I cannot count the number of times conservatives have thrown this accusatory comment under some of my articles: “You blacks voted for Obama and will do so again only because he’s black.” They are usually very indignant when writing it—I can tell by the number of exclamation points, caps used and repetitive postings.
People who write such comments are usually the rabid racists or those spewing inflammatory rhetoric, so I know they are too myopic or biased to see the historic magnitude of a Barack Hussein Obama. The foreign-sounding "un-American" name doesn't help either, does it?
These types refuse to or are incapable of grasping the deep significance of black people finally seeing a racial, ancestral connection to themselves at the helm of this great country. A country that is truly magnificent—but, let’s keeps it real, also has an incredible tumultuous, dark underbelly—to move forward effectively as one people, we have to embrace all of it, the “exceptionalism” as well as the excruciating ugliness.
So let’s address this “black-on-black propensity,” as some see it. Just for argument’s sake and a bit of humor as well, if the 2008 presidential nominee was someone like a clock-and-grill-wearing, aging rapper Flava Flav, would black people support him just because he was the first black man to reach that far in US history?is black by American standards (he had a white American mother and black African father, and the colonial drop-of-black-blood rule is still in full effect), but that’s not all he is. He is intelligent, intellectual, Ivy League-educated, accomplished, philanthropic, a family man, charismatic, an effective orator, a unifier. Let’s just say he has a few other things going for him besides his pigmentation.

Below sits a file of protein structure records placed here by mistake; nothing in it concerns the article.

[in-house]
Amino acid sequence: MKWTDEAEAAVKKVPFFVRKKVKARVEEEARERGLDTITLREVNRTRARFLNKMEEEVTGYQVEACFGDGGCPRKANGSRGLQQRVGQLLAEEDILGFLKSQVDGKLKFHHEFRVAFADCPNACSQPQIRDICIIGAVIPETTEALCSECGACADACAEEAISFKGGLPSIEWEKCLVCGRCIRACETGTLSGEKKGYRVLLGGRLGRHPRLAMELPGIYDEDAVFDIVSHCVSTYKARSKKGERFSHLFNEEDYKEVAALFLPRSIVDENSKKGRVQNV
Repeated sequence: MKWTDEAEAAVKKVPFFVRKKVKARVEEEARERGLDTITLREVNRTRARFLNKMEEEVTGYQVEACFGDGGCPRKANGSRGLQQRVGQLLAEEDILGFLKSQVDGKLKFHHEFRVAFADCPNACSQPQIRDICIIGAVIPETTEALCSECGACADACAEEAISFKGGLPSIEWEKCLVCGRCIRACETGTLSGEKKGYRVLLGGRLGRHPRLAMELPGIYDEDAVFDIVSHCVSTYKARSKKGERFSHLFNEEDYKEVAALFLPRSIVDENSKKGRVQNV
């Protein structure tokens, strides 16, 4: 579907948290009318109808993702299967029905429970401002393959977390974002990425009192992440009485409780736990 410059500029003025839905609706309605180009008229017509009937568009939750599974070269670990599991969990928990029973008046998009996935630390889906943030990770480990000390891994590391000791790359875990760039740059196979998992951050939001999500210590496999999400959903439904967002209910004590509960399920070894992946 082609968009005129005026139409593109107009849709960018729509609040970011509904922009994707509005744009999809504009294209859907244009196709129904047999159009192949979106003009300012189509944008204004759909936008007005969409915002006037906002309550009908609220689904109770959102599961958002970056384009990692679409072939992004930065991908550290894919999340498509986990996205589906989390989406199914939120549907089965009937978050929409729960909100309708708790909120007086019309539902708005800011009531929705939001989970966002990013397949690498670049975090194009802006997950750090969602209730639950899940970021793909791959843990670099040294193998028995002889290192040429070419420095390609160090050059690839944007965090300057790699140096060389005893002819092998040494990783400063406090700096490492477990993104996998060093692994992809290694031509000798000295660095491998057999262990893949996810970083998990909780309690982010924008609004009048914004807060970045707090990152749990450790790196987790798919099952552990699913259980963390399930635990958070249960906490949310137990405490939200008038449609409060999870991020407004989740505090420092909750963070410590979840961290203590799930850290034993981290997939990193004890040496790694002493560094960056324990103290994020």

It is so much more than mere skin color. For me, the election of Barack Obama symbolizes wounds being healed, a range and depth of centuries-old gaps being bridged. Gaps with shifting, burdensome crevices of pain, prejudice, poverty, inequality, inequity, avoidance, white-washed history, inaccuracies, disenchantment, dissatisfaction and more. His unique genealogy—the product of a white mother and black African father—couldn’t have been more appropriate in beginning the process of bridging these gaps, lifting the heavy, lingering, ugly load.
America is a uniquely diverse nation, sometimes striving valiantly to make amends and bury its shameful past, and other times, struggling in denial at the corrosive ugly still seeping through the cracks. So Obama rising out of that complexity of color and the effects on our racial, historical, social, political, psychological, socioeconomic and emotional consciousness are monumental to us. In fact, epic.
In 2008, America elected the 44th leader but the first black president of “these here United States.” Those accusing us of voting for him only because he is black cannot see beyond their perceived reality. Do not understand that there are other realties behind that curtain and though we may want to believe it is only one America, there are many layers to her. Should we say all the white folks who did not vote for him, did so because he is black and the 43 men who came before him were elected because they were white?
I always say that we interpret history depending on the view from our vantage point, and though we strive as Americans of different color, ethnicity, religion, culture, language to weave our bit of fabric into that one incredible tapestry that makes up this nation, we still all have very uniquely different stories to tell.
Barack Hussein Obama is part of America’s story, but from our vantage point, he represents that first major inclusive step—an epic chapter in our story.